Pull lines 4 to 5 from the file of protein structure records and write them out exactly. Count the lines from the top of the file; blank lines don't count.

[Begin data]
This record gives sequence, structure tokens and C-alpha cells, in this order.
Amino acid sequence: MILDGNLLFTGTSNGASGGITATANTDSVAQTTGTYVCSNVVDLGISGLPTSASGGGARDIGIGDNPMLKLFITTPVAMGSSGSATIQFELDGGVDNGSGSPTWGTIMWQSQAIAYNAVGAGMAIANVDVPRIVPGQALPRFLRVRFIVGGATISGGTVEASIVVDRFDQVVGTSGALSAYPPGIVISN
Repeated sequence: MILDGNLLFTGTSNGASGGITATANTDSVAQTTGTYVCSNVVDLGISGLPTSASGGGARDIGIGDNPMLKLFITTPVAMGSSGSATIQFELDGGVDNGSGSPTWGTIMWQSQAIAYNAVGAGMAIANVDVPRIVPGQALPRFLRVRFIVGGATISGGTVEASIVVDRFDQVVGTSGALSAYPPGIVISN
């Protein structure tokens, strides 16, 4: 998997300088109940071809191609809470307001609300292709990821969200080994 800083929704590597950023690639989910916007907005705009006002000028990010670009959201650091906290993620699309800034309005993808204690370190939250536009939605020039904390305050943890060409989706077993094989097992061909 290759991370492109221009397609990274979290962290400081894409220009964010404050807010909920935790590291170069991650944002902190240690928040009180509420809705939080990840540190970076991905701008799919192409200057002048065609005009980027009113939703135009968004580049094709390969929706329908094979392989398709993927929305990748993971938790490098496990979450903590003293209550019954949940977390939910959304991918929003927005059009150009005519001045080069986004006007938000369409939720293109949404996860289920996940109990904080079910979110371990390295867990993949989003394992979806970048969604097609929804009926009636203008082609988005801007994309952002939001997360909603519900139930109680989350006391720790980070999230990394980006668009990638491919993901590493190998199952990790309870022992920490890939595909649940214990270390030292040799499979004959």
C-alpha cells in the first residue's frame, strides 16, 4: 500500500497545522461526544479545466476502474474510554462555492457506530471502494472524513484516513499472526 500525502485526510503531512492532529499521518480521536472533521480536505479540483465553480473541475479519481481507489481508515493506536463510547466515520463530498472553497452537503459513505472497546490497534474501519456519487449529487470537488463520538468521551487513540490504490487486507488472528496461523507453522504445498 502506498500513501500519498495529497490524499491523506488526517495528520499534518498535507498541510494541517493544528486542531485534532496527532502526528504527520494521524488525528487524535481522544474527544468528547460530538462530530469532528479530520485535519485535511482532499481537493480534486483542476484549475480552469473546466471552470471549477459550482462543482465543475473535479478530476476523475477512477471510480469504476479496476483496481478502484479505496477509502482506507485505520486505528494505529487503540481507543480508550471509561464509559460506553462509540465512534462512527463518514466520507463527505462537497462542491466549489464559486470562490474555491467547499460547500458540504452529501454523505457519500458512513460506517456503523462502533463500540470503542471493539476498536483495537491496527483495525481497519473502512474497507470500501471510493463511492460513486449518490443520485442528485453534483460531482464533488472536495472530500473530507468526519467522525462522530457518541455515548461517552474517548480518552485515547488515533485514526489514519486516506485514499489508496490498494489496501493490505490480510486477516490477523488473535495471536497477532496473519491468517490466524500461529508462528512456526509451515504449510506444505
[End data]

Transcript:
């Protein structure tokens, strides 16, 4: 998997300088109940071809191609809470307001609300292709990821969200080994 800083929704590597950023690639989910916007907005705009006002000028990010670009959201650091906290993620699309800034309005993808204690370190939250536009939605020039904390305050943890060409989706077993094989097992061909 290759991370492109221009397609990274979290962290400081894409220009964010404050807010909920935790590291170069991650944002902190240690928040009180509420809705939080990840540190970076991905701008799919192409200057002048065609005009980027009113939703135009968004580049094709390969929706329908094979392989398709993927929305990748993971938790490098496990979450903590003293209550019954949940977390939910959304991918929003927005059009150009005519001045080069986004006007938000369409939720293109949404996860289920996940109990904080079910979110371990390295867990993949989003394992979806970048969604097609929804009926009636203008082609988005801007994309952002939001997360909603519900139930109680989350006391720790980070999230990394980006668009990638491919993901590493190998199952990790309870022992920490890939595909649940214990270390030292040799499979004959």
C-alpha cells in the first residue's frame, strides 16, 4: 500500500497545522461526544479545466476502474474510554462555492457506530471502494472524513484516513499472526 500525502485526510503531512492532529499521518480521536472533521480536505479540483465553480473541475479519481481507489481508515493506536463510547466515520463530498472553497452537503459513505472497546490497534474501519456519487449529487470537488463520538468521551487513540490504490487486507488472528496461523507453522504445498 502506498500513501500519498495529497490524499491523506488526517495528520499534518498535507498541510494541517493544528486542531485534532496527532502526528504527520494521524488525528487524535481522544474527544468528547460530538462530530469532528479530520485535519485535511482532499481537493480534486483542476484549475480552469473546466471552470471549477459550482462543482465543475473535479478530476476523475477512477471510480469504476479496476483496481478502484479505496477509502482506507485505520486505528494505529487503540481507543480508550471509561464509559460506553462509540465512534462512527463518514466520507463527505462537497462542491466549489464559486470562490474555491467547499460547500458540504452529501454523505457519500458512513460506517456503523462502533463500540470503542471493539476498536483495537491496527483495525481497519473502512474497507470500501471510493463511492460513486449518490443520485442528485453534483460531482464533488472536495472530500473530507468526519467522525462522530457518541455515548461517552474517548480518552485515547488515533485514526489514519486516506485514499489508496490498494489496501493490505490480510486477516490477523488473535495471536497477532496473519491468517490466524500461529508462528512456526509451515504449510506444505